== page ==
why do polar bears have a thick layer of blubber


Asked by: Audrey Simms, Cirencester
They are incredibly well insulated with a layer of blubber that can be up to 10cm thick covered with another 15cm of fur. Polar bears lose so little heat to their environment that they are almost invisible to thermal imaging cameras. But a recent study at the University of Buffalo found that polar bears have also evolved genes that produce more nitric oxide than other bear species. Nitric oxide is a signalling molecule and one of the mechanisms it controls is whether cells use their available nutrients to produce metabolic energy, or simply convert it into body heat.


Polar bears seem to be able to divert more of their body–≤s resources into generating heat. This relies on them getting enough fuel for this process and adult polar bears have a high calorie diet; they mostly eat seal blubber. A hunt starts with a scent. Polar bears can smell seals up to 20 miles (30 km) away, often by the scent left on their breathing holes. The Arctic is home to millions of seals, which become prey when they surface in holes in the ice in order to breathe, or when they haul out on the ice to rest.


In the fall, when the ice is softer, seals cut holes in the ice so that they can come up for air when they need to breath. Polar bears find such breathing holes and wait, sometimes for several days, until a seal comes up for a breath. Polar bears hunt primarily at the interface between ice, water, and air; they only rarely catch seals on land or in open water. The polar bear s most common hunting method is called still hunting. When a polar bear spots a seal coming up for air, it gets down on all fours, delicately putting each paw on the ice to keep silent.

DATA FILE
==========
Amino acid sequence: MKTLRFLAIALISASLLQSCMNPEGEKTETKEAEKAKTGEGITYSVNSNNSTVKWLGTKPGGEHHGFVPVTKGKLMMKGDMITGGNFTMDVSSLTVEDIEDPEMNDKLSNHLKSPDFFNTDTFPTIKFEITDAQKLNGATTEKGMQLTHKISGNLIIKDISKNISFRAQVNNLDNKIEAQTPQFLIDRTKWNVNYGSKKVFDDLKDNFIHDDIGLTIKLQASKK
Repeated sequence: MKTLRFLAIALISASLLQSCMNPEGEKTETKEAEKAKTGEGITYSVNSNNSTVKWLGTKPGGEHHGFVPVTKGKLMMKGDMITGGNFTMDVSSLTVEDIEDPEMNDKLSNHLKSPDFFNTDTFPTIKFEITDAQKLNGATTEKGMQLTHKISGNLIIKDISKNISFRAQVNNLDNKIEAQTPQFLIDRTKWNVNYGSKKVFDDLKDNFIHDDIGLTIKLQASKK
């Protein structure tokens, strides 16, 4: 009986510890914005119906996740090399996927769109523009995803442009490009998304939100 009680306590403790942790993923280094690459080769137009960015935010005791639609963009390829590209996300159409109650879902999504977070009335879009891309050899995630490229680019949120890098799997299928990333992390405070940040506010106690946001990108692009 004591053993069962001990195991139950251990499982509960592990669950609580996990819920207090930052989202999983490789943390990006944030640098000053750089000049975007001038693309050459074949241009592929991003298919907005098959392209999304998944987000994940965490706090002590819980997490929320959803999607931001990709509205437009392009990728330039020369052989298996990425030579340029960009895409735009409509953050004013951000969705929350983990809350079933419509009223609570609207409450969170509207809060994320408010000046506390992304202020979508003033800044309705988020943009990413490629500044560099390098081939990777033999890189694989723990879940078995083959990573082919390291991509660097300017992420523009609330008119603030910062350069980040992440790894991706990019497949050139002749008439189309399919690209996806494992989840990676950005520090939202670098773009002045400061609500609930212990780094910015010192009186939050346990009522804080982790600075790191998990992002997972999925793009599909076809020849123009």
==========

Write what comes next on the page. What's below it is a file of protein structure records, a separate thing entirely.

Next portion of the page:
The bear then makes a shallow dive through the hole to grab the seal with its claws. Those sharp, 2 inch claws grip the seal extremely well. Still, seals sometimes get away. Polar bears have been known to get upset when they lose their prey, pounding the ice or throwing blocks of it in a sort of tantrum. When the hunt is successful, a bear will share a kill with others as long as they beg properly: keeping low, circling the kill and occasionally nudging the hunter with their noses.

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